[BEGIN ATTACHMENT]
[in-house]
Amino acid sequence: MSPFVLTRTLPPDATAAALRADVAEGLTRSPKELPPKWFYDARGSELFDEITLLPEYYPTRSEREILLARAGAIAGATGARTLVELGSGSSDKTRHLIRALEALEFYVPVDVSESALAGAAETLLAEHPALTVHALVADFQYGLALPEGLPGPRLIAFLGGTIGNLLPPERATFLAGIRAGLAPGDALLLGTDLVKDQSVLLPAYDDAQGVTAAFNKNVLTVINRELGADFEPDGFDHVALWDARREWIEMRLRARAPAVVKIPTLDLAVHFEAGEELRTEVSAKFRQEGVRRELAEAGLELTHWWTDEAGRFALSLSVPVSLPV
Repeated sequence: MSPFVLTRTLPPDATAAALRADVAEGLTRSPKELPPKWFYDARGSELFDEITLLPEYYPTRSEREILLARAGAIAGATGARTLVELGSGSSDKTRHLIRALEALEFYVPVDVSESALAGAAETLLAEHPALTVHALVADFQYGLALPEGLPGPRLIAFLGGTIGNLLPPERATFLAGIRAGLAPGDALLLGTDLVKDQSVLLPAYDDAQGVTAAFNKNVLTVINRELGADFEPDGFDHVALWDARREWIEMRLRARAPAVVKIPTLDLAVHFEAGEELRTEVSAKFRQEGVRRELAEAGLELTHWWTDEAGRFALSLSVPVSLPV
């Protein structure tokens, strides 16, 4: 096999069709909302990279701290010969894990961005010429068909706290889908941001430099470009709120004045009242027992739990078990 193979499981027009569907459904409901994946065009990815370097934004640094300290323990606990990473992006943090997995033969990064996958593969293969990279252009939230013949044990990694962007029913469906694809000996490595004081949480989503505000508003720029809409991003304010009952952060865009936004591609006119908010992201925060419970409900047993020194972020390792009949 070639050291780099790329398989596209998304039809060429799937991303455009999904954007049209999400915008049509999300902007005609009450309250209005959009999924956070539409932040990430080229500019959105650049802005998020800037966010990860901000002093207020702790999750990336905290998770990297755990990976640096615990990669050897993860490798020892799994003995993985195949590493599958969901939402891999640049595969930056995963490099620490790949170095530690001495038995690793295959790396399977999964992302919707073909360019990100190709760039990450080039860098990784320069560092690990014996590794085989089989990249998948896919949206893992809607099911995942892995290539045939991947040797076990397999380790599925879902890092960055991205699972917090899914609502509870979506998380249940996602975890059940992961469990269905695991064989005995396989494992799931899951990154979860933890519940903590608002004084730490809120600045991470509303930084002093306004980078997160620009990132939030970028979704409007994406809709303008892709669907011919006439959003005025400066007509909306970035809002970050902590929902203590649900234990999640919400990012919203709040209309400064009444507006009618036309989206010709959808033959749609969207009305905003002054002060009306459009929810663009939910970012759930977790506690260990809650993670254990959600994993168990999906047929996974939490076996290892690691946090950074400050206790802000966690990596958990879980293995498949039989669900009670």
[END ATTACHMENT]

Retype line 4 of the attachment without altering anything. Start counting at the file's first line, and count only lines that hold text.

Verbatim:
């Protein structure tokens, strides 16, 4: 096999069709909302990279701290010969894990961005010429068909706290889908941001430099470009709120004045009242027992739990078990 193979499981027009569907459904409901994946065009990815370097934004640094300290323990606990990473992006943090997995033969990064996958593969293969990279252009939230013949044990990694962007029913469906694809000996490595004081949480989503505000508003720029809409991003304010009952952060865009936004591609006119908010992201925060419970409900047993020194972020390792009949 070639050291780099790329398989596209998304039809060429799937991303455009999904954007049209999400915008049509999300902007005609009450309250209005959009999924956070539409932040990430080229500019959105650049802005998020800037966010990860901000002093207020702790999750990336905290998770990297755990990976640096615990990669050897993860490798020892799994003995993985195949590493599958969901939402891999640049595969930056995963490099620490790949170095530690001495038995690793295959790396399977999964992302919707073909360019990100190709760039990450080039860098990784320069560092690990014996590794085989089989990249998948896919949206893992809607099911995942892995290539045939991947040797076990397999380790599925879902890092960055991205699972917090899914609502509870979506998380249940996602975890059940992961469990269905695991064989005995396989494992799931899951990154979860933890519940903590608002004084730490809120600045991470509303930084002093306004980078997160620009990132939030970028979704409007994406809709303008892709669907011919006439959003005025400066007509909306970035809002970050902590929902203590649900234990999640919400990012919203709040209309400064009444507006009618036309989206010709959808033959749609969207009305905003002054002060009306459009929810663009939910970012759930977790506690260990809650993670254990959600994993168990999906047929996974939490076996290892690691946090950074400050206790802000966690990596958990879980293995498949039989669900009670």